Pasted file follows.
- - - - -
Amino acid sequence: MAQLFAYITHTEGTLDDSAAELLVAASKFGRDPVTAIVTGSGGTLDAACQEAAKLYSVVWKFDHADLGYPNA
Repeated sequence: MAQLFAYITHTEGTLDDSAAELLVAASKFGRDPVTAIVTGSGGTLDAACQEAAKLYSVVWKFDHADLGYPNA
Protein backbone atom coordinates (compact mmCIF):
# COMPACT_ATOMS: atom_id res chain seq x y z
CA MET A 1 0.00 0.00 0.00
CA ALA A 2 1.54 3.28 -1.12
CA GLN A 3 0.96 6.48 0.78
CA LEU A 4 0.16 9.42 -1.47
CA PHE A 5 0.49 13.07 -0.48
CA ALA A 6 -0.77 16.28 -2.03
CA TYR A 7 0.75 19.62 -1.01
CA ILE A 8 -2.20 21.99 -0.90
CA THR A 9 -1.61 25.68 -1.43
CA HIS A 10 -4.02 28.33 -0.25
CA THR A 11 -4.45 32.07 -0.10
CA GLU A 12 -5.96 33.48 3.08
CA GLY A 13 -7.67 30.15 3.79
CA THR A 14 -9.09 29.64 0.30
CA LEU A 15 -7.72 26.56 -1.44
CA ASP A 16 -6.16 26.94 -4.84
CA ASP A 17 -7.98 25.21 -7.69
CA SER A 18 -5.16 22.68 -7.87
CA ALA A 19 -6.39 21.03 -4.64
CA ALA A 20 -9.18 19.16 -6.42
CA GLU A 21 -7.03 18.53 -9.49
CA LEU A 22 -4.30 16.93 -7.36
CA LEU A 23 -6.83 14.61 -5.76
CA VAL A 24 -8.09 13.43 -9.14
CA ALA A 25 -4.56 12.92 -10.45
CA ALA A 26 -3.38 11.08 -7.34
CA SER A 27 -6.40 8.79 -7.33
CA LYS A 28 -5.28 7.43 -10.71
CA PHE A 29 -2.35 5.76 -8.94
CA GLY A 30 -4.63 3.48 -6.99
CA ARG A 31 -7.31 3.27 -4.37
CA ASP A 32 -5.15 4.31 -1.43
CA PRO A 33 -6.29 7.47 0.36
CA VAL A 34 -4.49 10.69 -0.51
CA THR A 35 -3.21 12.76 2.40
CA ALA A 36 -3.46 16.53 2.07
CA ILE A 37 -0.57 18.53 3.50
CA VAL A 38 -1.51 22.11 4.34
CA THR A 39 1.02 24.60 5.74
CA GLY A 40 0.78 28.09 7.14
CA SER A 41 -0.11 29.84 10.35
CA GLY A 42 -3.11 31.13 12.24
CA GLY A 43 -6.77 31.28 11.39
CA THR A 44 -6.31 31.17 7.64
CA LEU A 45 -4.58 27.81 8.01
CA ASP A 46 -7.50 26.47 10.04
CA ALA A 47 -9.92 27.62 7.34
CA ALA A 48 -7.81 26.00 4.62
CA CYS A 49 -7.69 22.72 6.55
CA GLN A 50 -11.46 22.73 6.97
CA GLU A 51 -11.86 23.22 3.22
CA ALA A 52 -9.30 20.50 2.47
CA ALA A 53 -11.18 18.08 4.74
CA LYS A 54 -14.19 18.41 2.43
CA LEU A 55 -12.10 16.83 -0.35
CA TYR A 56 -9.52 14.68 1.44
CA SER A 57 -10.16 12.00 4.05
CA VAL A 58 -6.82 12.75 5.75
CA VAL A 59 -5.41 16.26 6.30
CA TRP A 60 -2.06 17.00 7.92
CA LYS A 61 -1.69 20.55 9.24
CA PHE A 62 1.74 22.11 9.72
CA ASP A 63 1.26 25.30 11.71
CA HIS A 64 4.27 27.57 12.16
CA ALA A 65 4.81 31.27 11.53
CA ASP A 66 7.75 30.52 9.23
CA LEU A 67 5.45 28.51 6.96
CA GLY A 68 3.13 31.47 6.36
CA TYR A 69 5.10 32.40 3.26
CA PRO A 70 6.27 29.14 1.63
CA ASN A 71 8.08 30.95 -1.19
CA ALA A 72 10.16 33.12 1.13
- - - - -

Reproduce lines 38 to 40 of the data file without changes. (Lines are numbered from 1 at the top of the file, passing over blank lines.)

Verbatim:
CA VAL A 34 -4.49 10.69 -0.51
CA THR A 35 -3.21 12.76 2.40
CA ALA A 36 -3.46 16.53 2.07